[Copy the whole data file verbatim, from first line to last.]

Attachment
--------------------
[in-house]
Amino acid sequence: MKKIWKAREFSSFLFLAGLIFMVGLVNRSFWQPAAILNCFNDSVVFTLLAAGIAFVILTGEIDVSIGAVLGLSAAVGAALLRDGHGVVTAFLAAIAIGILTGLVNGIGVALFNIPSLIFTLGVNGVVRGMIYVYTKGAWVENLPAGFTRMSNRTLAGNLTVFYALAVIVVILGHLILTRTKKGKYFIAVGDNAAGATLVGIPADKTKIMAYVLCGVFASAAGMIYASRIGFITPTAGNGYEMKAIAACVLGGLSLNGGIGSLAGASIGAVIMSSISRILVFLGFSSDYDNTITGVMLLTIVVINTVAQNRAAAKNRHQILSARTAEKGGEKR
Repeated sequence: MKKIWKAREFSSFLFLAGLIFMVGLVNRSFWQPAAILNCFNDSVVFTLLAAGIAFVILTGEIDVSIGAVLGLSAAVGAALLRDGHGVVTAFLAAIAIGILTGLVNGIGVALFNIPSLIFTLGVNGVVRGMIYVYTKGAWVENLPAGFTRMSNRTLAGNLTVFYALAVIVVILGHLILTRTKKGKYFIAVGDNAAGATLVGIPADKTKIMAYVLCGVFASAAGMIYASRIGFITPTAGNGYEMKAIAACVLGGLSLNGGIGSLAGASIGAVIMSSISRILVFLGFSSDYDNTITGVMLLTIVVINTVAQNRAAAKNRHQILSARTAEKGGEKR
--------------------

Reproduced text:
[in-house]
Amino acid sequence: MKKIWKAREFSSFLFLAGLIFMVGLVNRSFWQPAAILNCFNDSVVFTLLAAGIAFVILTGEIDVSIGAVLGLSAAVGAALLRDGHGVVTAFLAAIAIGILTGLVNGIGVALFNIPSLIFTLGVNGVVRGMIYVYTKGAWVENLPAGFTRMSNRTLAGNLTVFYALAVIVVILGHLILTRTKKGKYFIAVGDNAAGATLVGIPADKTKIMAYVLCGVFASAAGMIYASRIGFITPTAGNGYEMKAIAACVLGGLSLNGGIGSLAGASIGAVIMSSISRILVFLGFSSDYDNTITGVMLLTIVVINTVAQNRAAAKNRHQILSARTAEKGGEKR
Repeated sequence: MKKIWKAREFSSFLFLAGLIFMVGLVNRSFWQPAAILNCFNDSVVFTLLAAGIAFVILTGEIDVSIGAVLGLSAAVGAALLRDGHGVVTAFLAAIAIGILTGLVNGIGVALFNIPSLIFTLGVNGVVRGMIYVYTKGAWVENLPAGFTRMSNRTLAGNLTVFYALAVIVVILGHLILTRTKKGKYFIAVGDNAAGATLVGIPADKTKIMAYVLCGVFASAAGMIYASRIGFITPTAGNGYEMKAIAACVLGGLSLNGGIGSLAGASIGAVIMSSISRILVFLGFSSDYDNTITGVMLLTIVVINTVAQNRAAAKNRHQILSARTAEKGGEKR